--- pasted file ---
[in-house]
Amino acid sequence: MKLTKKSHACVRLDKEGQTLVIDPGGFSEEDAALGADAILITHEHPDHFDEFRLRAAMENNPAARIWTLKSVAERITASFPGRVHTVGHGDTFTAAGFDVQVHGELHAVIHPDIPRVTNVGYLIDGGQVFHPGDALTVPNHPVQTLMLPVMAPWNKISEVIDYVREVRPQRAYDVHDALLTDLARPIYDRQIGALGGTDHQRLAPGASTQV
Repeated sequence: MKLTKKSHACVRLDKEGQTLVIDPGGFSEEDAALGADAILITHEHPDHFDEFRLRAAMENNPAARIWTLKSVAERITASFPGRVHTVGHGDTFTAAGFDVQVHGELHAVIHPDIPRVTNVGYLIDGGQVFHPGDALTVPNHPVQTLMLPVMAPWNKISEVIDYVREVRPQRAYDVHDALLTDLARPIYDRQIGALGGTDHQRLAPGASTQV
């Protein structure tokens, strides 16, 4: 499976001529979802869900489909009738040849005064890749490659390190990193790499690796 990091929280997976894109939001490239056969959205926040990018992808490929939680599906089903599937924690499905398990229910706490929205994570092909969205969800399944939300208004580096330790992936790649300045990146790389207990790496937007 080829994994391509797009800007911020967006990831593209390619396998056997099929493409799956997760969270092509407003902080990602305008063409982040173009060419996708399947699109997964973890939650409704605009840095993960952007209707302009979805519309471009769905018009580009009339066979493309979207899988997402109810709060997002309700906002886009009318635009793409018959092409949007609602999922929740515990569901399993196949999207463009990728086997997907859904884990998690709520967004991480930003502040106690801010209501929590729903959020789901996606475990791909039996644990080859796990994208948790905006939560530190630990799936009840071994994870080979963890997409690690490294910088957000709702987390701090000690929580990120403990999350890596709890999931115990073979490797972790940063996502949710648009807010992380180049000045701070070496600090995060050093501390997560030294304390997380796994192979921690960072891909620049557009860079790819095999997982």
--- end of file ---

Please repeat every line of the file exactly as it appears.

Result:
[in-house]
Amino acid sequence: MKLTKKSHACVRLDKEGQTLVIDPGGFSEEDAALGADAILITHEHPDHFDEFRLRAAMENNPAARIWTLKSVAERITASFPGRVHTVGHGDTFTAAGFDVQVHGELHAVIHPDIPRVTNVGYLIDGGQVFHPGDALTVPNHPVQTLMLPVMAPWNKISEVIDYVREVRPQRAYDVHDALLTDLARPIYDRQIGALGGTDHQRLAPGASTQV
Repeated sequence: MKLTKKSHACVRLDKEGQTLVIDPGGFSEEDAALGADAILITHEHPDHFDEFRLRAAMENNPAARIWTLKSVAERITASFPGRVHTVGHGDTFTAAGFDVQVHGELHAVIHPDIPRVTNVGYLIDGGQVFHPGDALTVPNHPVQTLMLPVMAPWNKISEVIDYVREVRPQRAYDVHDALLTDLARPIYDRQIGALGGTDHQRLAPGASTQV
């Protein structure tokens, strides 16, 4: 499976001529979802869900489909009738040849005064890749490659390190990193790499690796 990091929280997976894109939001490239056969959205926040990018992808490929939680599906089903599937924690499905398990229910706490929205994570092909969205969800399944939300208004580096330790992936790649300045990146790389207990790496937007 080829994994391509797009800007911020967006990831593209390619396998056997099929493409799956997760969270092509407003902080990602305008063409982040173009060419996708399947699109997964973890939650409704605009840095993960952007209707302009979805519309471009769905018009580009009339066979493309979207899988997402109810709060997002309700906002886009009318635009793409018959092409949007609602999922929740515990569901399993196949999207463009990728086997997907859904884990998690709520967004991480930003502040106690801010209501929590729903959020789901996606475990791909039996644990080859796990994208948790905006939560530190630990799936009840071994994870080979963890997409690690490294910088957000709702987390701090000690929580990120403990999350890596709890999931115990073979490797972790940063996502949710648009807010992380180049000045701070070496600090995060050093501390997560030294304390997380796994192979921690960072891909620049557009860079790819095999997982």